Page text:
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East Grand Forks residents skeptical of price tag for neighborhood street rebuild

Several East Grand Forks residents spoke against the costs they'd have to bear to rebuild the streets in their neighborhood. Several would be charged tens of thousands of dollars.

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East Grand Forks City Hall

A smaller pricetag for major roadworks in an East Grand Forks neighborhood didn’t get a warmer reception from residents.

Speakers at an East Grand Forks City Council meeting on Tuesday decried the special assessments they’d be asked to pay to replace the roadways at the intersection of 20th Street Northwest and Fifth Street Northwest, which have languished there for years. A few had questions about fee calculations and other procedural elements, some wondered about cost-saving measures such as rebuilding the roadway to be 34 feet wide rather than 41, and others accused the contractor that built the road of doing a poor job.

Council members ultimately voted 4-3 to have city staff prepare plans and specifications for the project, a move that would produce plans from which construction companies could do the work, according to city staff. Voting in favor were council members Tim Johnson, Clarence Vetter, Marc DeMers and Council President Mark Olstad. Voting against were Brian Larson, Dale Helms and Tim Riopelle.

With plans in hand, city officials could then, via another vote, agree to solicit bids for the project that would produce a more concrete sense of its cost than engineers’ estimates.

“I want to see what these costs come back as,” Olstad said after Tuesday’s decision. “That’s why I voted to move forward.”


Related: East Grand Forks to take another run at fixing rundown roadway

Special assessments are charges cities can impose on residents for work that directly improves their property, and an East Grand Forks policy requires work like the street rebuild proposed at 20th and Fifth to be paid entirely via those assessments. Two years ago, that meant a $2.15 million plan to rebuild those streets and replace some of the storm sewers underneath them, but residents didn’t want to shoulder the entirety of that cost.

This go-round, city leaders were able to make the proposed project theoretically cheaper for residents there with money generated by a set of increases to citywide utility bills and by looping in East Grand Forks Water & Light, which might replace a watermain underneath the roadway and, thus, chip in to have 20th and Fifth rebuilt afterward. The cost of the overall project is greater than before – an estimated $2.98 million if residents and the city opt for a concrete street instead of an asphalt one – but would rely less on special assessments, which would total $1.52 million in total.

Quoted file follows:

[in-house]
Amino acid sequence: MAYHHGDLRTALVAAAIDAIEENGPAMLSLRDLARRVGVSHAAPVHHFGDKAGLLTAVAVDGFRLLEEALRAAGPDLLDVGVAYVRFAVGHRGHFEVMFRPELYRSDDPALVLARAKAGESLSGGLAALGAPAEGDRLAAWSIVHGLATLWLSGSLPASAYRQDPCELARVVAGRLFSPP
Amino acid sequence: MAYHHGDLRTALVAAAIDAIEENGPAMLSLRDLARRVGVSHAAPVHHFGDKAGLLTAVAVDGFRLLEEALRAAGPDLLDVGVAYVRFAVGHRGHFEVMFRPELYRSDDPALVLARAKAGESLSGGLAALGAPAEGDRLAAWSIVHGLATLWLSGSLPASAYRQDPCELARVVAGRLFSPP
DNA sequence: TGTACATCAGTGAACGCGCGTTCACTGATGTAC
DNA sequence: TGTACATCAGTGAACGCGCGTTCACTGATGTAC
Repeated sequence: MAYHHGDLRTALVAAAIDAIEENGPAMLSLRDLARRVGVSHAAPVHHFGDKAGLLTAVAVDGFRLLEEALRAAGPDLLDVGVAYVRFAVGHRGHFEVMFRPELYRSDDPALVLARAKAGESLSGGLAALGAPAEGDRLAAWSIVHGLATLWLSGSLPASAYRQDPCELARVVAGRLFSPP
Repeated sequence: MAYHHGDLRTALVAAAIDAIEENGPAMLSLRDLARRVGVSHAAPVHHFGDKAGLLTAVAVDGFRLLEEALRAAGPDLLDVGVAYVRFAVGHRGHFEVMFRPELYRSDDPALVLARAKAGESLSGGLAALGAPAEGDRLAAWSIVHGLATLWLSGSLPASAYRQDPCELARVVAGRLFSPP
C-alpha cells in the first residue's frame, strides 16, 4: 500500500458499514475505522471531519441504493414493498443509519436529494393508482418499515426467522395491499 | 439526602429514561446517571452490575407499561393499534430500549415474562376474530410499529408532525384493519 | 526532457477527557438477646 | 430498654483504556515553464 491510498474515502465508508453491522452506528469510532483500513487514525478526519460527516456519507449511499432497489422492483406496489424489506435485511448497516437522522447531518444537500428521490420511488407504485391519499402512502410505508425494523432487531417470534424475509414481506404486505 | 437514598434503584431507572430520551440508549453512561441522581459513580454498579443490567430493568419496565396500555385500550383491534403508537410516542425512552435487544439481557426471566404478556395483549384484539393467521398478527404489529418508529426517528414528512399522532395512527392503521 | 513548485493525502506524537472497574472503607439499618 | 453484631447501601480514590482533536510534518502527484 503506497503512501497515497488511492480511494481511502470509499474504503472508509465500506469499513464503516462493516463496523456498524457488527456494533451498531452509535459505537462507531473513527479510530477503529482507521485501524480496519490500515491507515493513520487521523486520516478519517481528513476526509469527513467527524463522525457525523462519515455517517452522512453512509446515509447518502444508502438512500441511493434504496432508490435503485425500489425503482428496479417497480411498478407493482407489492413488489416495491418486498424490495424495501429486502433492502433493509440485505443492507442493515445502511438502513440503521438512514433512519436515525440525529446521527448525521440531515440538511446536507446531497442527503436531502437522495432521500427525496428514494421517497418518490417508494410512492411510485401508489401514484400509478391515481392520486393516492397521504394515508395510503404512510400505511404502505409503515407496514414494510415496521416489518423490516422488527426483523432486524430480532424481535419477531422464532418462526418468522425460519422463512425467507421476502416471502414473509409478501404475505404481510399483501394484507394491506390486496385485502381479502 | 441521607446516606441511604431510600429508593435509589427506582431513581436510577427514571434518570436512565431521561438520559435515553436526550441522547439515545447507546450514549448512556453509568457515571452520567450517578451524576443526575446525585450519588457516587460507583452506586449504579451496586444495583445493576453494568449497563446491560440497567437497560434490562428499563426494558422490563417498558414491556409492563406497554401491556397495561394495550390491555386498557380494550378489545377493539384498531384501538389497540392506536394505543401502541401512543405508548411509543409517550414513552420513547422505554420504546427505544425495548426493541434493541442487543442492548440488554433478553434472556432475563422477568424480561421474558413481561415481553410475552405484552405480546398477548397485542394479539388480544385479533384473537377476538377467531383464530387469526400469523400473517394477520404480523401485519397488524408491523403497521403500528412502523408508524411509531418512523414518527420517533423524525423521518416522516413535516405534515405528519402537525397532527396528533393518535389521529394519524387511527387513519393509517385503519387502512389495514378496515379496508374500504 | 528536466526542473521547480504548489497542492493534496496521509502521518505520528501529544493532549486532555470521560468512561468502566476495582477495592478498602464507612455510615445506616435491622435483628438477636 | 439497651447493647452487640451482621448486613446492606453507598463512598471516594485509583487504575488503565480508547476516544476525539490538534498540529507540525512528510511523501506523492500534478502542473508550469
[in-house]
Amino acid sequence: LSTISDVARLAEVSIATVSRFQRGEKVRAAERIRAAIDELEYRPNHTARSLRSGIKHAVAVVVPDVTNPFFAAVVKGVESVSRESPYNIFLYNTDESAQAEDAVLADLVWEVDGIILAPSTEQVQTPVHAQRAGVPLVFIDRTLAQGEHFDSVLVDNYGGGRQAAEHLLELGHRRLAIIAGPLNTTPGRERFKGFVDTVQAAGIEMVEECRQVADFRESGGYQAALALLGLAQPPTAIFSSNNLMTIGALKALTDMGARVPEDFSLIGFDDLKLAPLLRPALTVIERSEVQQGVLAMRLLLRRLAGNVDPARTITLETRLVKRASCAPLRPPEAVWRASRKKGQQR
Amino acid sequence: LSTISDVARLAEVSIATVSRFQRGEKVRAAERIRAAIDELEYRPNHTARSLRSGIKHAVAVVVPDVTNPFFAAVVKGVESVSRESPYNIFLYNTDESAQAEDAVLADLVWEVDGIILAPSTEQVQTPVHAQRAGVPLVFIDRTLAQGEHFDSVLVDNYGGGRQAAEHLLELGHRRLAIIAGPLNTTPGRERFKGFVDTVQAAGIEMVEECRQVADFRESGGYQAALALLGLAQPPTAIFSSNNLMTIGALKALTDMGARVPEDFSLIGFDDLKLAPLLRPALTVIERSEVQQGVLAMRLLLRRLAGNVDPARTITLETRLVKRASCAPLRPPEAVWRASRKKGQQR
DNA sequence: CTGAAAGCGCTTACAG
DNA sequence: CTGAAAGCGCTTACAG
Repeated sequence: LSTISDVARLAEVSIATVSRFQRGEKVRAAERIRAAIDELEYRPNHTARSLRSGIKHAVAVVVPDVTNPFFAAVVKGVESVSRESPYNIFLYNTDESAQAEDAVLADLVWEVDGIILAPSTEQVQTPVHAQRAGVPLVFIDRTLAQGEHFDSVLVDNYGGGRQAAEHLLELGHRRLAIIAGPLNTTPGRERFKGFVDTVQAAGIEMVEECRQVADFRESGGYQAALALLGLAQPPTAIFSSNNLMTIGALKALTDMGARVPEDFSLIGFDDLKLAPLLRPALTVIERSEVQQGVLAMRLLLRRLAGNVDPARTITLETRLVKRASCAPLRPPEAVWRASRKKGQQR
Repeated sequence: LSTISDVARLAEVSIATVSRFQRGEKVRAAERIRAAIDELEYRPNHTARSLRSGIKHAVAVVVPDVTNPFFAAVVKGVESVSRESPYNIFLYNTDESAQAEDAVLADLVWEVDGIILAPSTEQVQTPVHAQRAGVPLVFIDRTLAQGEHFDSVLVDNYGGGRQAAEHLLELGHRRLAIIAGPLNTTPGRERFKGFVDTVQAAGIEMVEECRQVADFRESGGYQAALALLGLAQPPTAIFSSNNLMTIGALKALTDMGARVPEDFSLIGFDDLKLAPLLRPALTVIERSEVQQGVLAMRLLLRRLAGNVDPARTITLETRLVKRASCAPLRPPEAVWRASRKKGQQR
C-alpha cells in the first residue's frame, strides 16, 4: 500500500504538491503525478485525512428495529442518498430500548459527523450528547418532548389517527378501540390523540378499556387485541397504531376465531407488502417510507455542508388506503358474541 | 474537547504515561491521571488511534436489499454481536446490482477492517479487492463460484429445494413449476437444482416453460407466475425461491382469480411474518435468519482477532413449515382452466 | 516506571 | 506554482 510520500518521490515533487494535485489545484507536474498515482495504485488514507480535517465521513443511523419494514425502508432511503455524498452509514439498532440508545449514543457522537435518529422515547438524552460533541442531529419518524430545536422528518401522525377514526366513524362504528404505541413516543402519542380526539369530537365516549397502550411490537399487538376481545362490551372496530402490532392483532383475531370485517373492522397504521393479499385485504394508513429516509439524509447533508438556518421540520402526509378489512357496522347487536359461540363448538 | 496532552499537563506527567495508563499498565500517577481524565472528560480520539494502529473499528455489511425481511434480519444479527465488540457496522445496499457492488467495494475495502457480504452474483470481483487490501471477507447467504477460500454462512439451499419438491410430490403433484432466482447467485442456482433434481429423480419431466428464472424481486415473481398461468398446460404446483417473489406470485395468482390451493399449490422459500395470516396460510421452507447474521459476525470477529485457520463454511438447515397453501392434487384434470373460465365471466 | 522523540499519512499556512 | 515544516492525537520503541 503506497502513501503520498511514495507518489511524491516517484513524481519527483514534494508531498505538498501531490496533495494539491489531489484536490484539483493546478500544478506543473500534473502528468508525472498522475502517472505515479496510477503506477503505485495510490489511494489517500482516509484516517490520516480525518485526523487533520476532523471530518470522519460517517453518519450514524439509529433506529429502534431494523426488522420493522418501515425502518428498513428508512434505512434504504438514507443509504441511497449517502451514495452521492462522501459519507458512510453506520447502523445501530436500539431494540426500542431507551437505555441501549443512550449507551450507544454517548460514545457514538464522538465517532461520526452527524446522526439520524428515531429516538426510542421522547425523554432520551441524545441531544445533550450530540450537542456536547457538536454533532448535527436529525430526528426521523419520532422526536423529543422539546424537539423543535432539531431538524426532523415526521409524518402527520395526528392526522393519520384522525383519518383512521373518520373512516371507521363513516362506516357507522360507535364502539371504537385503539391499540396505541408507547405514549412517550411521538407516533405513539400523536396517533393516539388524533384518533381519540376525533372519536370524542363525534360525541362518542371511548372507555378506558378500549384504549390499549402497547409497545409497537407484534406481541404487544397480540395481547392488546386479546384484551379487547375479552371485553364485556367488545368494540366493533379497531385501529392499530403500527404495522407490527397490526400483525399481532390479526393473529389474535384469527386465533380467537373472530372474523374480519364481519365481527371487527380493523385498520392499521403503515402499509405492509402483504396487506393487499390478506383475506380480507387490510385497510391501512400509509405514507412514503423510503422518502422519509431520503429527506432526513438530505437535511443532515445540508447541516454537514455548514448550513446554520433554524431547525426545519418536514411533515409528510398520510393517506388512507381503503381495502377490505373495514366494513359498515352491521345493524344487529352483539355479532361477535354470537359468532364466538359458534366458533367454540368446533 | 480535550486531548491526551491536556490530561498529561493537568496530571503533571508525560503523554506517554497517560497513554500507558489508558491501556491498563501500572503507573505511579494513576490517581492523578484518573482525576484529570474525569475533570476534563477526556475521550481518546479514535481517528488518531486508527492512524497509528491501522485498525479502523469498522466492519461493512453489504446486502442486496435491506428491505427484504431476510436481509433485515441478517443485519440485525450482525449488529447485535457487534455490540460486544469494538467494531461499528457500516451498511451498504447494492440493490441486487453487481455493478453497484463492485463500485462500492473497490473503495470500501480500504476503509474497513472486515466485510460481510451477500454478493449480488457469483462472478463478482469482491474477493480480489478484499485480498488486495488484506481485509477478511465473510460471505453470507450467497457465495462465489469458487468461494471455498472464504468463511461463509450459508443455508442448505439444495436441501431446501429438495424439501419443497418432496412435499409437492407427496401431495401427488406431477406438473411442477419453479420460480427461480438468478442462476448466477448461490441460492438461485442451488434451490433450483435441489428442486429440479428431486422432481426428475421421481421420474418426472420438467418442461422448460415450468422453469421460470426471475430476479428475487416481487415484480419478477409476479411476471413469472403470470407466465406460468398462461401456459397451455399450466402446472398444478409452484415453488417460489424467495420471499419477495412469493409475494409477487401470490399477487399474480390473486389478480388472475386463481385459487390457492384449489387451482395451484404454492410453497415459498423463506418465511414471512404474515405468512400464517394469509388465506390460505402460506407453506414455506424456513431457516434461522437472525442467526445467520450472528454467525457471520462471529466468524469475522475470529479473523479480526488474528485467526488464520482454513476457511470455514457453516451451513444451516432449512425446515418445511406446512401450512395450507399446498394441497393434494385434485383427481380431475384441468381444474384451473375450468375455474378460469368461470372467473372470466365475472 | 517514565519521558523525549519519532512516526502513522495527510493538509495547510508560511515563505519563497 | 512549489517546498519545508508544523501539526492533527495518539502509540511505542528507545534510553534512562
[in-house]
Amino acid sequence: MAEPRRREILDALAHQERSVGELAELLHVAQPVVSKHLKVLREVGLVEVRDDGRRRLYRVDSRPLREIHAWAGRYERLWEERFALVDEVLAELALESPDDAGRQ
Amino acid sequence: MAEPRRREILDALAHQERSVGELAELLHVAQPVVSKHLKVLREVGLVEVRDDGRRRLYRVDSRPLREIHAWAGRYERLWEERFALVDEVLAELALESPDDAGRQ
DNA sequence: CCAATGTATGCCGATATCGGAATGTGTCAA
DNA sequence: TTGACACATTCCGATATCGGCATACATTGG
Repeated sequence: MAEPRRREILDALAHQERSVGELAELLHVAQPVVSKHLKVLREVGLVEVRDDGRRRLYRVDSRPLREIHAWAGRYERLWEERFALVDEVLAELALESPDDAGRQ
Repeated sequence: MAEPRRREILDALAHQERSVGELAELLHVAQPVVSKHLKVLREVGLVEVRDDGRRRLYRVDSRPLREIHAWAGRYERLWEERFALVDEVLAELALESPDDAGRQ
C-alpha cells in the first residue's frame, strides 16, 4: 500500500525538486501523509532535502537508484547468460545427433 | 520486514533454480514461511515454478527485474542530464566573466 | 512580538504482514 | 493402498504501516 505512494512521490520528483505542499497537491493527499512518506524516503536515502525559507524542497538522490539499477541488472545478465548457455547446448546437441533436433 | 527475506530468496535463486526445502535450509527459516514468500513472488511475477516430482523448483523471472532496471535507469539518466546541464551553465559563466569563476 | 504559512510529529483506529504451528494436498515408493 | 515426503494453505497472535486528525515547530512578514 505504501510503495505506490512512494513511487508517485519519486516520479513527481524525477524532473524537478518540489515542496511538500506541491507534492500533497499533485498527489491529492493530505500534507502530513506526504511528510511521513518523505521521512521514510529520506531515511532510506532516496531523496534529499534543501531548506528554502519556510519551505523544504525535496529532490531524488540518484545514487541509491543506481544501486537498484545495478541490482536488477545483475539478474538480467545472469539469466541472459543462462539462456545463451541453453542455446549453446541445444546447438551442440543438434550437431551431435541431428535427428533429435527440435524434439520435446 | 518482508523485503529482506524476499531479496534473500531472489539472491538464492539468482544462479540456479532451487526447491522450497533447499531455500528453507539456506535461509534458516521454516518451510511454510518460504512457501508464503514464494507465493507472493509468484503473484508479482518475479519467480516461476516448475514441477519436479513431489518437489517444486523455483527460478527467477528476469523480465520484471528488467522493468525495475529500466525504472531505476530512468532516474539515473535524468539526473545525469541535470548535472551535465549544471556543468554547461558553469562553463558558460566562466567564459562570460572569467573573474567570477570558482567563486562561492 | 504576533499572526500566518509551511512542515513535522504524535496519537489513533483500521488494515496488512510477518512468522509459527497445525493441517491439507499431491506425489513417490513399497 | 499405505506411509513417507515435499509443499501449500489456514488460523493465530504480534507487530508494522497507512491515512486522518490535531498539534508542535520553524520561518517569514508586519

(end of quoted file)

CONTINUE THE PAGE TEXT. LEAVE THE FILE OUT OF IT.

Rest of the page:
That figure is $630,000 smaller than the one from 2019, but, even spread over 20 years, it would still mean a considerable cost to neighborhood residents, some of whom would be charged tens of thousands of dollars apiece. More than one resident wondered if federal stimulus money or a historic state budget surplus could help foot some of the bill.

“I know the Water & Light said that they're going to help by picking up a lot of that tab, doing the sidewalks and doing some of that stuff and, yes, that does help. But, in the long run, it’s still way too much,” Mike Soli, a resident of the neighborhood, told council members. “Right now, if we had to pay that, I think most of us are going to be walking bent over for quite some time because it’s going to be painful.”


5% levy increase, budget postponed

In related news, council members:

  • Voted 5-2 to approve a property tax levy for 2022 that’s 5% higher than the $5.71 million levy budgeted for 2021 . City officials initially considered a levy that’s 8% higher than this year’s . Voting against were Dale Helms and Clarence Vetter.

  • Agreed unanimously to postpone setting the city’s 2022 budget until, presumably, later in the month, when city staff can present a line-item one rather than the broad-stroke version they brought to Tuesday’s council meeting.

  • Were chastised by Mohamed Mohamed, the head of the East Grand Forks Islamic Center, for what he considered a tepid city and council response to an East Grand Forks woman who told council members earlier this year that she wasn’t helped by police when she tried to report an attempted assault. Mohamed said council members then did not “validate” the woman and claimed that he did not receive any response when he tried to email council members about his misgivings.

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